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Football News: Former Liverpool Managers Part 5 - The Uneventful Years

Former Liverpool Managers Part 5 - The Uneventful Years
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Former Liverpool Managers - Part 5

 

George Patterson 1st June 1915 - 14th December 1919 & 7th March 1928 - 6th August 1936

 

It is fair to say that George Patterson, despite making history as the first man to have two spells as Liverpool manager, did not make the biggest impression in terms of media coverage or interest. Even the Liverpool Echo of the time described him once as 'unobtrusive' and he was a man who did not seek the limelight at all.

Born in 1887 in Liverpool, Patterson was, judging by the little information available, a bit on the clumsy side, suffering an injury hit playing career with local non-league sides such as Marine and Orrell. The Echo said of him in 1918 "he has an extraordinary number of wiggling bones that have been broken." In 1916 he actually ran into a tree on his way home at night in the dark and needed stitches. Which later got infected.

Initially he joined Liverpool in 1908 as assistant to manager Tom Watson, doing the paperwork while Watson looked after the team. While he is often referred to as 'assistant manager' in later accounts of the time, in a match programme from 1914 his picture was published with the label 'clerk', so it is only natural that he took on the role of Club Secretary after Watson's death in 1915, a position which he held up until ill health forced his retirement.

With formal competitions suspended, there was no need of a separate club manager, so Patterson took the reins on a caretaker basis. His job at the time was mainly administration and finding players to make up a team from those exempt from military service and the military personnel that were based locally. He led Liverpool into the 1915-16 season of football in what was called the 'Lancashire Circle', with a team made up mostly of players that were given leave by the services so that they could play on Saturdays. As the war went on, it became more difficult to put together teams with service personnel, as they were mostly stationed on the continent, so in July 1917, and 1918, Patterson advertised for players who were exempt or discharged from military service.

It was not until the 14th September 1918 that he was officially confirmed as Tom Watson's successor with the Liverpool Echo describing him thus: "He is a practical man, unobtrusive, and shows wisdom with pen and in football matters. He is following one of the best in the late Tom Watson, but has been well schooled, and will make good."

Patterson's main contribution to Liverpool was his recruitment, his first spell producing the signature of LFC's first Scouse club captain and proper superstar, Tom Bromilow. Bromilow was even endorsing products in adverts, featuring in an advert for a health tonic called Phospherine in the 1920s. Bromilow's signing came about by chance as Patterson himself recounted later: "His signature was obtained in the strangest manner. He came to the ground in uniform during the war and asked for a game. I asked George Fleming, who was in charge of the second team then, how he was fixed and he said he could do with another player. Bromilow played at outside right and was an instant success."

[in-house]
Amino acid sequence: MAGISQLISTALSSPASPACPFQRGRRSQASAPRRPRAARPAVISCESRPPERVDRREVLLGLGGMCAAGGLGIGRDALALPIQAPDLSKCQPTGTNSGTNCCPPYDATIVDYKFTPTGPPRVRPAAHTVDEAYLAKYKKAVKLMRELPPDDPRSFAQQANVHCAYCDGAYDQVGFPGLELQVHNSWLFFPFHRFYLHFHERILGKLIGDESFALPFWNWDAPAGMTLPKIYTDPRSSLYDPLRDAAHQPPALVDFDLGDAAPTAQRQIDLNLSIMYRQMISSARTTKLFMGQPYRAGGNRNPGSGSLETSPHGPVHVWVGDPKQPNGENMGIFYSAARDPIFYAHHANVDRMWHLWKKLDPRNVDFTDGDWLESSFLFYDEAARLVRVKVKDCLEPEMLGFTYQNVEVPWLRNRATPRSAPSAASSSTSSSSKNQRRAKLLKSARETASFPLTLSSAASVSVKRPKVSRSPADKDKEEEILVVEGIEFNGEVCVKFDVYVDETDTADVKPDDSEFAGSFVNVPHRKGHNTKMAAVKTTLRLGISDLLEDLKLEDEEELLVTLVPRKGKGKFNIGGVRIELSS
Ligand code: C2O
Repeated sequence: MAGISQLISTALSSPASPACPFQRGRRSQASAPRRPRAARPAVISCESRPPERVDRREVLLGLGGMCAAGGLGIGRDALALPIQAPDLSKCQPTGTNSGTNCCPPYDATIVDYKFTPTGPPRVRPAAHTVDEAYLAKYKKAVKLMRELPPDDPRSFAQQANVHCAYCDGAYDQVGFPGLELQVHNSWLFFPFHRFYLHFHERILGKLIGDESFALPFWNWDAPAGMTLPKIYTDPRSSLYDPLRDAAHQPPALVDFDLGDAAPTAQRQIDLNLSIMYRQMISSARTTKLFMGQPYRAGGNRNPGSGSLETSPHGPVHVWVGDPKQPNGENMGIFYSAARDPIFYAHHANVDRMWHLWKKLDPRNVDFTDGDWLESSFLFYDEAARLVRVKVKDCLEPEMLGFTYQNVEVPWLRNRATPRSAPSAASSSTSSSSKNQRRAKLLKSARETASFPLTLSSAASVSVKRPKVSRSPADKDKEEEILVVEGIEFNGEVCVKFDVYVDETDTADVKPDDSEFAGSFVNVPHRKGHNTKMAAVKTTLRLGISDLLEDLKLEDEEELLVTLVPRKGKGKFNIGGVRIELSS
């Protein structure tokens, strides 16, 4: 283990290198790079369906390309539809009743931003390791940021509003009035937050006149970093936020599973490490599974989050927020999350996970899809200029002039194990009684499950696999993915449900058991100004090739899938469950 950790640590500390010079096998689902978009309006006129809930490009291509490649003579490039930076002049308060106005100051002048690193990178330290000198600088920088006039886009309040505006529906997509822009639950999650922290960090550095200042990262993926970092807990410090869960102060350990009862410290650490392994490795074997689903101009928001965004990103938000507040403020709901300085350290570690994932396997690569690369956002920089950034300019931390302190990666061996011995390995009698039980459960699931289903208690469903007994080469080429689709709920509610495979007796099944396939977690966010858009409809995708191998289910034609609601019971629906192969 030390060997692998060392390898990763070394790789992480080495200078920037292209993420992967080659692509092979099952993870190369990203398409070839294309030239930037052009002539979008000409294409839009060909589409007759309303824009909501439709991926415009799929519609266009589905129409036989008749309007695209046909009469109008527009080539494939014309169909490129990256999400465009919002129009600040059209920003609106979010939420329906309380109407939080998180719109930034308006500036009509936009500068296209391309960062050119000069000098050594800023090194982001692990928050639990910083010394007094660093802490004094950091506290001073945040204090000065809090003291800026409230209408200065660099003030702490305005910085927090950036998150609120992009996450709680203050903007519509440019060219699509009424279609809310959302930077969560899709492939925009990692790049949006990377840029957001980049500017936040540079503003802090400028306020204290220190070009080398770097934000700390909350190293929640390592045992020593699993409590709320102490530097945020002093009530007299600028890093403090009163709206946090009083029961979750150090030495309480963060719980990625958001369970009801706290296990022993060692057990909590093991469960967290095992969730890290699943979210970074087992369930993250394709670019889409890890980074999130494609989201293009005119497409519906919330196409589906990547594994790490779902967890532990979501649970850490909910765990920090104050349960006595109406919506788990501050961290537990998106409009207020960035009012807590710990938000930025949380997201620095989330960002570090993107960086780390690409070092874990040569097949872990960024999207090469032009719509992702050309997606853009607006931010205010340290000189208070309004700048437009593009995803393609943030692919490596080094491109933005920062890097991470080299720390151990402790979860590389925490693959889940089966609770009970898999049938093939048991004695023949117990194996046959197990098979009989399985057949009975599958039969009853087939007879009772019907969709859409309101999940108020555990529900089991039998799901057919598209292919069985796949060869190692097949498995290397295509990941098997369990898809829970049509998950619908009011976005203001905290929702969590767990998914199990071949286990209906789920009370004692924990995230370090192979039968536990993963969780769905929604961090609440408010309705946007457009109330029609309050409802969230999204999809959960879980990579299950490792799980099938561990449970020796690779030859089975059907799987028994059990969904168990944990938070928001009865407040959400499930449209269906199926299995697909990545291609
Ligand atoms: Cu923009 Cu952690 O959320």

Competitive matches resumed in August 1919, but Liverpool won just 7 games before December, of the 18 they played, and he stepped down with Liverpool just above the relegation zone in 18th of 22 teams. The role of secretary and team manager were split apart Patterson continued on as secretary and assisted first David Ashworth and then Matt McQueen in their time as managers. Despite his previous lack of success, when McQueen left in March 1928 the club once more appointed him to take charge of the football team.

His reign began on 7th March 1928, making him the first man to manage Liverpool twice, only Kenny Dalglish has also done so in the club's history. Patterson's time in charge is often described with words such as unspectacular as he led the club into midtable mediocrity, following his first full season, which gave him his highest finish of 5th. Despite that he was not afraid to spend money, splashing a club record on England captain Tommy Cooper from Derby County at the end of 1934. Outbidding Stoke City and legendary Wolverhampton Wanderers manager Frank Buckley to get his man.

Patterson launched the careers of a number of youngsters, such as Jack Balmer and Phil Taylor, who later featured in the club's success. He was also responsible for signing Matt Busby (unlike Tommy Cooper and Phil Taylor it does refer to the Matt Busby that first comes to mind) in 1935, who later became club captain before becoming a legendary Manchester United manager.

Ill health had long been a problem for him and it was added to by stress as the 1935/36 season ended badly, with a real slump in form as Liverpool got just 3 wins in their last 20 games to escape relegation by just 3 points. It was too much for Patterson and he resigned his role of team manager in the summer after 366 games in charge. The role of club secretary and team manager were never again combined after this. Despite being taken to hospital in 1937, Patterson was still working for the club until at least 1939, when it is recorded that he negotiated the deal to sign a goalkeeper called George Poland from Wrexham.

His tendency to avoid the limelight meant there is little known of his life after this, other than that his son, also named George Patterson, became a player for the club. He passed away in 1955 just as he lived his life, unheralded and quietly.

To read Part 4 - The End Of The Untouchables please click HERE

Written by Tris Burke June 07 2018 15:08:49

 

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